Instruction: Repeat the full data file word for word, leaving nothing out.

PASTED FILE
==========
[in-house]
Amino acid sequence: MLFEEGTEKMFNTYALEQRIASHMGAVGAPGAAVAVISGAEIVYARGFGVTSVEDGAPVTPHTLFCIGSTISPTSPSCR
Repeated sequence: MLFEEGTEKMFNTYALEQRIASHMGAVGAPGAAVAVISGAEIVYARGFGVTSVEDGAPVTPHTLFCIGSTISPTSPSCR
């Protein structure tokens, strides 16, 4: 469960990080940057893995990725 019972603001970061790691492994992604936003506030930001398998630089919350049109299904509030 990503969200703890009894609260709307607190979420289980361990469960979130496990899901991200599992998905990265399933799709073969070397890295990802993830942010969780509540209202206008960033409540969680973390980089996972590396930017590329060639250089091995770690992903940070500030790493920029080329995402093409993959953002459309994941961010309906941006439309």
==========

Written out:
[in-house]
Amino acid sequence: MLFEEGTEKMFNTYALEQRIASHMGAVGAPGAAVAVISGAEIVYARGFGVTSVEDGAPVTPHTLFCIGSTISPTSPSCR
Repeated sequence: MLFEEGTEKMFNTYALEQRIASHMGAVGAPGAAVAVISGAEIVYARGFGVTSVEDGAPVTPHTLFCIGSTISPTSPSCR
């Protein structure tokens, strides 16, 4: 469960990080940057893995990725 019972603001970061790691492994992604936003506030930001398998630089919350049109299904509030 990503969200703890009894609260709307607190979420289980361990469960979130496990899901991200599992998905990265399933799709073969070397890295990802993830942010969780509540209202206008960033409540969680973390980089996972590396930017590329060639250089091995770690992903940070500030790493920029080329995402093409993959953002459309994941961010309906941006439309």